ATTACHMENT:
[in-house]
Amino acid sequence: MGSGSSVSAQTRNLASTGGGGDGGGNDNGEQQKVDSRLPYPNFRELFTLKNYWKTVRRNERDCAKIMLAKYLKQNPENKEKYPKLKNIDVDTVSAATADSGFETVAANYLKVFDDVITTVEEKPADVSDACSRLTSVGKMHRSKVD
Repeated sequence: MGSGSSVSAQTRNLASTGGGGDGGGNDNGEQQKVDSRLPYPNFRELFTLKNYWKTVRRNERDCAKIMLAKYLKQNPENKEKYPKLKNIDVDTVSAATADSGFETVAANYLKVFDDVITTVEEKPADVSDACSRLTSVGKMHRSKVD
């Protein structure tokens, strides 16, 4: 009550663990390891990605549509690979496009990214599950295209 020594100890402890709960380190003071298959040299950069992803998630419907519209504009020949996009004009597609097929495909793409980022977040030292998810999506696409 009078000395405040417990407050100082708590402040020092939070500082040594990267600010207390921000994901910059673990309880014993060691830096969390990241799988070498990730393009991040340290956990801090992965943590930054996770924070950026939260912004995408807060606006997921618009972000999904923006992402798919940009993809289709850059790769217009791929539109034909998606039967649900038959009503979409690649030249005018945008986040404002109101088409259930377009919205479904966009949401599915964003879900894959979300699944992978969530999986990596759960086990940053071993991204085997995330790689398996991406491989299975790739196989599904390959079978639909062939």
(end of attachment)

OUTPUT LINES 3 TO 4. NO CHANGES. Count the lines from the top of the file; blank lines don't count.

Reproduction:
Repeated sequence: MGSGSSVSAQTRNLASTGGGGDGGGNDNGEQQKVDSRLPYPNFRELFTLKNYWKTVRRNERDCAKIMLAKYLKQNPENKEKYPKLKNIDVDTVSAATADSGFETVAANYLKVFDDVITTVEEKPADVSDACSRLTSVGKMHRSKVD
């Protein structure tokens, strides 16, 4: 009550663990390891990605549509690979496009990214599950295209 020594100890402890709960380190003071298959040299950069992803998630419907519209504009020949996009004009597609097929495909793409980022977040030292998810999506696409 009078000395405040417990407050100082708590402040020092939070500082040594990267600010207390921000994901910059673990309880014993060691830096969390990241799988070498990730393009991040340290956990801090992965943590930054996770924070950026939260912004995408807060606006997921618009972000999904923006992402798919940009993809289709850059790769217009791929539109034909998606039967649900038959009503979409690649030249005018945008986040404002109101088409259930377009919205479904966009949401599915964003879900894959979300699944992978969530999986990596759960086990940053071993991204085997995330790689398996991406491989299975790739196989599904390959079978639909062939």